On becoming a lesbian

This one written by moi.

I still think, is this plausible? Will women tell me, no. You are mistaken.

But people are always telling each other they are mistaken about themselves.

This doesn’t feel like an identity. This feels like all the little pieces falling into place. The aberrations from what I thought was my path are now part of my path.

That’s what really strikes me, how well it all fits together, all these little things.

The friendships with heterosexual women that always ended when I felt like I was being used. The dodging around and through men, working to ally with sexually unavailable ones, and occasionally driving myself into bed with those who were available, to no avail.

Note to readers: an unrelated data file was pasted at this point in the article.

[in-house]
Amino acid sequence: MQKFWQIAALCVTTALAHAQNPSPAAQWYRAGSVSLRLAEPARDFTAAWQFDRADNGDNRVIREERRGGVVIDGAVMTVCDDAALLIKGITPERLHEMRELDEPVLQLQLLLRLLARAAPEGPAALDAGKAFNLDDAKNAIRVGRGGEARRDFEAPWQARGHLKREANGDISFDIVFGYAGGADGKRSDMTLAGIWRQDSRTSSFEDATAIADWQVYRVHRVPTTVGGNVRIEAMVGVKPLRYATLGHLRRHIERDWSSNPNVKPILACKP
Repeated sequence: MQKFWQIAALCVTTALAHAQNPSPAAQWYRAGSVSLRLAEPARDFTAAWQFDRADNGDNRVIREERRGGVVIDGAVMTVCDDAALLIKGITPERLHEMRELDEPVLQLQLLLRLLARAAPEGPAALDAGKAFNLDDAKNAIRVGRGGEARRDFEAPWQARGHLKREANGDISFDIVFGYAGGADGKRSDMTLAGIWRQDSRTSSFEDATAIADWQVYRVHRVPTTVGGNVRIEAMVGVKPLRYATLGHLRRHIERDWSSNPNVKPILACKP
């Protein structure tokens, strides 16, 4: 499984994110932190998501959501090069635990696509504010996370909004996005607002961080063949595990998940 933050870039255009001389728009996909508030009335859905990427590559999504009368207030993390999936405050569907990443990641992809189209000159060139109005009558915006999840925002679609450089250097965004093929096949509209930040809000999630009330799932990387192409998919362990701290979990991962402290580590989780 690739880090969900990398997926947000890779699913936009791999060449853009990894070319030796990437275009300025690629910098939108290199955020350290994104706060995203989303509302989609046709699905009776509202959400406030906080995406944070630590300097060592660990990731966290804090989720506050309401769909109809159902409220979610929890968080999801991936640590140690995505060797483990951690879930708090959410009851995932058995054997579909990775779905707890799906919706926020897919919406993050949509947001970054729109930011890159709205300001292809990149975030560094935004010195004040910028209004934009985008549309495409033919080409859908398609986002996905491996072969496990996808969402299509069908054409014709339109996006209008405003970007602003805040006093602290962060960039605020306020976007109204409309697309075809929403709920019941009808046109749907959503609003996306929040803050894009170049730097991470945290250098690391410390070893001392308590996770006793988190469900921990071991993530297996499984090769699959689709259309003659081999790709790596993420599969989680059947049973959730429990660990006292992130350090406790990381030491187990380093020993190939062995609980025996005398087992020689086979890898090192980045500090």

Always drawing away to the men, women were too scary. Always too scary. Tormenting me on playgrounds as a child, later in high school, because I did not do the work required. I did not center the boys when with girls. I wondered at the girls, I tried to follow. But the boys were always an abstraction when I was around girls.

Other times the boys seemed like potential brothers, older brothers, and I would have liked to have older brothers, protectors. And I spent many years looking for older brothers, protectors. I am the oldest in all my family lines of my generation, and my fathers did not protect. I could have used some help.

But they always wanted sex, or if they did not, they suggested me to their friends. So I learned to dodge, to form attachments to unavailable men, sometimes painful ones. Often painful ones. All this not-knowing, while also yes-knowing, that I was engaging in an elaborate dance of avoidance of women.

Because women, I was groomed to believe, are all about sex. Sex sex mandatory sex, this is not optional, no matter with whom you do it.